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Sustainability and automation drive job trends in manufacturing


Manufacturing and engineering industries have experienced substantial shifts in job search volumes over the past year.

Companies are seeking employees who possess skills that enable them to adapt to new technologies such as AI, robotics, and green energy solutions. The growing focus on sustainability has also fuelled the demand for candidates with knowledge of renewable energy sources and sustainable materials production techniques.

Research by Sigma Recruitment shows notable increases in job searches for sectors such as food manufacturing, life sciences, and aerospace. However, traditional fields like chemical, electronics, medical devices, energy, and oil & gas witnessed decreased interest compared to the average monthly search volume in the past 12 months. Despite the downward trend, jobs in the chemical and oil and gas sectors still maintain significant average monthly search volumes, with an estimated 1600 searches per month each.

“We are seeing a shift towards industries where sustainability and automation are the core of their business,” Rhys Williams, managing director of Sigma Recruitment, said. “This trend is reflected in the 19 per cent increased search volume for Science, Technology, Engineering and Maths jobs, as well as power generation (+15 per cent) and manufacturing (18 per cent).

“Where the trends in popular sectors such as chemical and oil and gas have trended downwards, in our experience they still remain popular and buoyant sectors for jobs. We are seeing more jobs requiring IT, data and analytical skills which may involve different type of online searches than traditional ‘chemical engineering jobs”

The study also explored the types of job positions candidates were searching for, revealing intriguing insights. While searches for keywords like ‘chemical engineer jobs’ and ‘aerospace engineer jobs’ declined, searches for ‘big data engineer jobs’ experienced an upsurge.

The study highlighted ‘chemical engineer jobs’ as having the highest decline in search volume at -19 per cent, closely followed by ‘aerospace engineer jobs’ at -15 per cent. On the other hand, the most significant growth was observed in ‘petroleum engineer jobs’ with a 13 per cent increase. Other roles experiencing increased interest included ‘biomedical engineer jobs’ (six per cent), ‘environmental engineer jobs’ (five per cent), and ‘systems engineer jobs’ (four per cent).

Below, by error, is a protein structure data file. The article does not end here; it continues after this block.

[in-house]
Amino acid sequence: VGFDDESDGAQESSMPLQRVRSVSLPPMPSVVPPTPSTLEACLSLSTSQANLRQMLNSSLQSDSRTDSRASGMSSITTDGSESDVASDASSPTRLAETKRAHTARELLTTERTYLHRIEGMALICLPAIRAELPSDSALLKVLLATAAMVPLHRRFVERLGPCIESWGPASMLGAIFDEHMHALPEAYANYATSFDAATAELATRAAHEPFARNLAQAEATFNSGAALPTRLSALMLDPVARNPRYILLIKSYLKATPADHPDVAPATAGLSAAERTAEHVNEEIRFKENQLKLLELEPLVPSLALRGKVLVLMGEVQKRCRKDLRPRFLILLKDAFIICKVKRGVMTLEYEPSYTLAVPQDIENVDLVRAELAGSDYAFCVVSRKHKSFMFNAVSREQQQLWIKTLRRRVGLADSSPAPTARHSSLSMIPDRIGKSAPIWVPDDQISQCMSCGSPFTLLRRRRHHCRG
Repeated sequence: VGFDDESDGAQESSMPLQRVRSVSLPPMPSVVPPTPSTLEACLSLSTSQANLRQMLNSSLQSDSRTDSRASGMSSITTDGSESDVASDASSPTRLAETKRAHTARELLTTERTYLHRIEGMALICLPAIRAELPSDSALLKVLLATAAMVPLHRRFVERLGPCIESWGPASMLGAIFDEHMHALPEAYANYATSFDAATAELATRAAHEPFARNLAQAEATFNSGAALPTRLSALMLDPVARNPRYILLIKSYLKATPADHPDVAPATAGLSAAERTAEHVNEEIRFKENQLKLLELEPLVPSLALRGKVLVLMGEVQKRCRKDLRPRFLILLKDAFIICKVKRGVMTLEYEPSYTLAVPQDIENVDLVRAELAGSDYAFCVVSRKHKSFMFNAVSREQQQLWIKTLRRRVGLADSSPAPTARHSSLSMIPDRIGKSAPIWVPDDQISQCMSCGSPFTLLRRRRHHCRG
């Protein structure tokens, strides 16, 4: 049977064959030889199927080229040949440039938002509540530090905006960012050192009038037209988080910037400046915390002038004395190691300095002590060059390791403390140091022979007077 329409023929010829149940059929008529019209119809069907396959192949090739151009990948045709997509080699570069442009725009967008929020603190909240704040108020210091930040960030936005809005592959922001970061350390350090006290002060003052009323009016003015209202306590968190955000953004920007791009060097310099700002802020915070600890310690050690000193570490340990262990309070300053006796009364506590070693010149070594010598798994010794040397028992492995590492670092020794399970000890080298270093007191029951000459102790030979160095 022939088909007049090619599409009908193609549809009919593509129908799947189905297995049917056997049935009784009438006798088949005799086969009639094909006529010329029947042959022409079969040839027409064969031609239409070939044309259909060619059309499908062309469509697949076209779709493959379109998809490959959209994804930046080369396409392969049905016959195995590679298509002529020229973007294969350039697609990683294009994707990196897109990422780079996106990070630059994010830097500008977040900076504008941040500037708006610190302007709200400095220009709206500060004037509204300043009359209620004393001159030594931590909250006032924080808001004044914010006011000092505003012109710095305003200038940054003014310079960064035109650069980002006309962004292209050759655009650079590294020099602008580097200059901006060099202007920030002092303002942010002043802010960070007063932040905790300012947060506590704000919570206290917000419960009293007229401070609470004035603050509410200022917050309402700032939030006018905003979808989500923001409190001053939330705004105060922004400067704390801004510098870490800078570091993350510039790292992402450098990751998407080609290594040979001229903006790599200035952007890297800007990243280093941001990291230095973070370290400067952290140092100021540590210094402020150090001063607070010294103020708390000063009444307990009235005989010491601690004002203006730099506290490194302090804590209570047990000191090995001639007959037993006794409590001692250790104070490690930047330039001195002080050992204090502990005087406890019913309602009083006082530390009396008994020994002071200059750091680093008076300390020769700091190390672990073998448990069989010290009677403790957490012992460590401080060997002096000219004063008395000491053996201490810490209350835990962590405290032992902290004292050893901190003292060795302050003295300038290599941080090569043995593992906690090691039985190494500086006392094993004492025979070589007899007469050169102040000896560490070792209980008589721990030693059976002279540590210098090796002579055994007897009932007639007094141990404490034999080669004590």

According to Sigma Recruitment, these changes can be attributed to advancements in technology, increasing environmental awareness, and shifting societal demographics. Williams added, “It is now more crucial than ever for companies across all industries to stay updated with current job market trends to ensure they attract the right talent for their businesses.”

Rhys Williams emphasised the importance of attracting graduates, stating, “Securing graduates going to be key to organisations future-proofing their workforce with the right skill sets. They bring a high level of IT skills and tend to be increasingly environmentally and sustainably aware.”

To address these challenges, organisations seeking ambitious candidates should consider new strategies such as offering attractive salaries, flexible working hours, or remote working options. Moreover, companies should focus on creating engaging content that resonates with graduates looking for their next career move. This could include showcasing inspiring stories of current employees or highlighting the values of the business that set it apart from competitors.

It is clear that businesses need to adapt quickly to remain competitive in today’s job market. By understanding what students and job seekers are looking for in terms of opportunities, companies can give themselves the best chance of securing top talent for their organisations.

With this new insight into job search trends, businesses are encouraged to consider how they can better target potential candidates. These trends suggest significant changes occurring within the UK’s engineering and manufacturing sectors. Companies must now prioritise hiring individuals with specific skill sets if they want to stay competitive in this rapidly changing environment.

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